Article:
Four months after Albania stepped up to accept thousands of Afghan refugees fleeing the Taliban, some 2,000 live in hotels on the country’s Adriatic coast. While they are ever-thankful for their hosts’ kindness, the uncertainty of knowing their future is causing problems.
Airlifted out of Kabul as suicide bombs detonated around them, many of the refugees, including activists, scholars, NGO workers, and journalists, were told they would stay in Albania for “a few days” before moving on to the US. But delays from the US authorities and a reported lack of communication have meant many are now living in limbo.
“I was told we would be staying in Albania for a few days and then would go to Germany and then the United States. It has now been four months. We do not know how long it will take to get our visa’s. We haven’t even been given a case number,” said Abdul, a young scholar who spoke to Exit in the northern Albanian city of Shengjin.
“Albanians have been so kind. If we have to stay here for two more months or two more years, I don’t mind, but the not knowing is so difficult,” he added.
Abdul said that he and his wife, who sits next to him wiping tears from her eyes, have not been given any idea of how long they will have to stay. The US State Department has not issued them a case number or given any timeline. He explains that this is causing them both to suffer from depression as they have no idea when their lives can “start again”.
“The other day, I got so depressed I looked up flights to go back to Kabul. That is how desperate I was,” he said. Abdul is careful to explain that he is very grateful for the chance given to him, but maintains it is not fair to keep people in uncertainty, with no idea when they can restart studies, working, and their lives.
“Just a date, no matter how far away it is, would help us continue.”
Twenty-four-year old Lina feels the same. She was evacuated from Kabul and forced to leave her parents and other family members behind. An agriculture scholar with dreams of pursuing a PhD, she is worried about not being able to provide for those still in Kabul.
“I need to find a job so I can send money home to them. I have been looking online for customer service, things like this. They have nearly run out of money, and the cost of living is increasing. My father goes looking for work each day, but the women, they cannot work or study,” she explains.
As for her visa, Lina was told she would spend two to three days in Albania before going on to the US. Four months later, she has not received a case number and has no idea when she will leave.
“I was told I need to do biometrics, but they said that the US embassy doesn’t have the correct equipment here. I have been told I just have to wait. I don’t know what to think. There is no communication,” she says with frustration.
Like Abdul, she likes Albania and is appreciative of the hospitality. Besides studying and applying for jobs, Lina also has started volunteering as an assistant to an English teacher. She helps out in classes several times a week.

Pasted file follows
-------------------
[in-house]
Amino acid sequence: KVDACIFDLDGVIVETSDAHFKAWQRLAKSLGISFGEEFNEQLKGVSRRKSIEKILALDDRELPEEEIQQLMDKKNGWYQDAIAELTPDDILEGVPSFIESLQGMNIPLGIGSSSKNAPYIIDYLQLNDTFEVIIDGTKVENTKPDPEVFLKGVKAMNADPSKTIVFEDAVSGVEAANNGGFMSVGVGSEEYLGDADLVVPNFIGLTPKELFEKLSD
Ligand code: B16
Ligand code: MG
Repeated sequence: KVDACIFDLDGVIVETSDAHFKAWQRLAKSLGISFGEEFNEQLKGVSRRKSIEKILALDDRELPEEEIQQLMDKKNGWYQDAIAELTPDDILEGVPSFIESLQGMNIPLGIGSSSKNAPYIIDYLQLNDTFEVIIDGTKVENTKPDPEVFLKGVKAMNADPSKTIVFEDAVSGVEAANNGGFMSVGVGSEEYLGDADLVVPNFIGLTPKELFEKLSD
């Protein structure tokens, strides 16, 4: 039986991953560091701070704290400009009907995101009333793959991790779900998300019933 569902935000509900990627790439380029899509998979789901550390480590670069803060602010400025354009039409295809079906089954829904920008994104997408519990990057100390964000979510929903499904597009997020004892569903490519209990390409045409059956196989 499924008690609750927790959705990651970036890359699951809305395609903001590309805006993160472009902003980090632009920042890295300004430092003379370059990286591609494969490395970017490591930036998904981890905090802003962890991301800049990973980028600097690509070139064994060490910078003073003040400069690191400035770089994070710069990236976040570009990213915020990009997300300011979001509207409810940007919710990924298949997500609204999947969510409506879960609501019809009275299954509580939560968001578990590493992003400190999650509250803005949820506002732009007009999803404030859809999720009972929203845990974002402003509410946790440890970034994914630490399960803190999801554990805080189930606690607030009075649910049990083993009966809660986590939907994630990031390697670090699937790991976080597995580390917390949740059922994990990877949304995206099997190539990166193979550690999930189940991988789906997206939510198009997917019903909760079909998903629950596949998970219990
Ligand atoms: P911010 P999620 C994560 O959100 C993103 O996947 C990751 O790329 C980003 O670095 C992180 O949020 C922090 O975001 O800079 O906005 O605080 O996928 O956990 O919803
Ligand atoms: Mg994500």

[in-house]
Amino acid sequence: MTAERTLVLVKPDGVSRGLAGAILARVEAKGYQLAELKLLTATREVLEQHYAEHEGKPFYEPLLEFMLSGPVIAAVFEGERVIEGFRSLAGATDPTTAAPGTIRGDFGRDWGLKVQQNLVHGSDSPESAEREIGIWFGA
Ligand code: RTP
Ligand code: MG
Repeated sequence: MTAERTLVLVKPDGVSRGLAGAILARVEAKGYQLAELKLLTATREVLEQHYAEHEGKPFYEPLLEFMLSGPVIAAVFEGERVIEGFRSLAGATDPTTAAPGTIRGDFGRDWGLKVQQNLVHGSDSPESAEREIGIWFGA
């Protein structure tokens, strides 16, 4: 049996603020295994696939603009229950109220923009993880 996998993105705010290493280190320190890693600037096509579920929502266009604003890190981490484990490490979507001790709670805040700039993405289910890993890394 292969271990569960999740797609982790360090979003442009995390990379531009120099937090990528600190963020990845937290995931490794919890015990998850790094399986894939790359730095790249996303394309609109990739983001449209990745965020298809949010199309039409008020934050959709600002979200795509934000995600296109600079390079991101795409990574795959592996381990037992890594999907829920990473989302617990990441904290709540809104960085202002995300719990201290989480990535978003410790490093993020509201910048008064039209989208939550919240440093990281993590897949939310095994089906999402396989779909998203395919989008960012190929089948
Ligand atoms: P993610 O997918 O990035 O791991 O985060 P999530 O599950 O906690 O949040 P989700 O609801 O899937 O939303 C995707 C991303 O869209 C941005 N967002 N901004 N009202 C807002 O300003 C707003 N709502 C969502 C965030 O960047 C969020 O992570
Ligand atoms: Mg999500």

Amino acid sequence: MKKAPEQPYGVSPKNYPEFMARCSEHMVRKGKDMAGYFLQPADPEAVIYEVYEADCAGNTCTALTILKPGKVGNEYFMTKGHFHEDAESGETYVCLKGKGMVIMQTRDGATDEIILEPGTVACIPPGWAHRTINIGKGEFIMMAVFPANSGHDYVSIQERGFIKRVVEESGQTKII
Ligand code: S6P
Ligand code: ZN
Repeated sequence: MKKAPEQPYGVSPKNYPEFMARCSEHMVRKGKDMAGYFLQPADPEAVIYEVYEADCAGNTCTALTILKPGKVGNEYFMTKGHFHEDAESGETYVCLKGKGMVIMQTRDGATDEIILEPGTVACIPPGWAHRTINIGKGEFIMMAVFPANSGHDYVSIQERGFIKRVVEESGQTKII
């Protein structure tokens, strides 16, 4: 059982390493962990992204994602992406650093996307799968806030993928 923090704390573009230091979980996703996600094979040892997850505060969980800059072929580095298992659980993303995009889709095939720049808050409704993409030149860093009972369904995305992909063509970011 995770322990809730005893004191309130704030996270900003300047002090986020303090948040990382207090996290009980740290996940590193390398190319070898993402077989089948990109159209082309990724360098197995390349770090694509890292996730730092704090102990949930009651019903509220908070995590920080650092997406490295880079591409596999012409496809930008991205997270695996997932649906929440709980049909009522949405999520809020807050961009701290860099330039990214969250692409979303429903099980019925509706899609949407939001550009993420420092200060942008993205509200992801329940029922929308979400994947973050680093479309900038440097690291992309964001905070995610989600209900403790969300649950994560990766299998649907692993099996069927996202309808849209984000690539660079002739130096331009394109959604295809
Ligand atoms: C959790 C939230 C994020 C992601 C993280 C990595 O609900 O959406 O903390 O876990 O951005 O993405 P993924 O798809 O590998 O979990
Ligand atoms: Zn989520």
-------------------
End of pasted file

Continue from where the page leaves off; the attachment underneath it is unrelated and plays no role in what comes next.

“It gives me a sense of purpose amongst all this uncertainty, it keeps me busy and my mind off what has happened and the waiting,” she said.
Other women in the Shengjin community have taken similar steps to keep themselves busy and positive.
Najiba, a former UN worker with five children, runs a sewing group with 26 other women. They rely on donated fabric and materials and spend time together talking through their problems, being creative, and also sewing necessities for the families around them.
“It is like a community. We come together to share our problems, our trauma, and to make these things,” she said, showing me artfully knitted shawls, hats, and jumpers with pride.
“We lost everything. Our house, jobs, savings, possessions, car, our lives…my daughter had to stop her degree; she was studying to be an engineer, our lives, we have lost everything. You cannot imagine the trauma,” she said, the emotion evident in her voice.
“So when my mind becomes occupied with what happened to us, with this trauma, I knit…I knit, and it takes my mind away from these things,” she said.
Unlike Abdul and Lina, Najiba and her family have been told they will go to Canada by mid-January, although they caution that even this is not certain.
“Right now, our lives are on pause, it takes time to start again, and I just want to be able to send my children to school and to start building our lives again,” she said.
Khadija runs the sewing group with Najiba and greets me with a big smile and a hug.
“I love Albania; I love living here, I would like to live here forever if there was the opportunity of a good job,” she explains. As many of the other refugees have said, Albania is not possible due to low salaries, which would not enable them to support family members still in Afghanistan.
She beams and speaks fast and with enthusiasm about her participation with the sewing group.
“It makes me happy to come together to talk about our problems and hopes and futures. It makes me forget all the horrible things that have happened and what we have left behind,” she explains, adding that one day she hopes to organise an exhibition of all the crafts they have made.
“But one day, I hope, I hope that I can go back to my country,” she said, “but I do not know if this will ever happen.”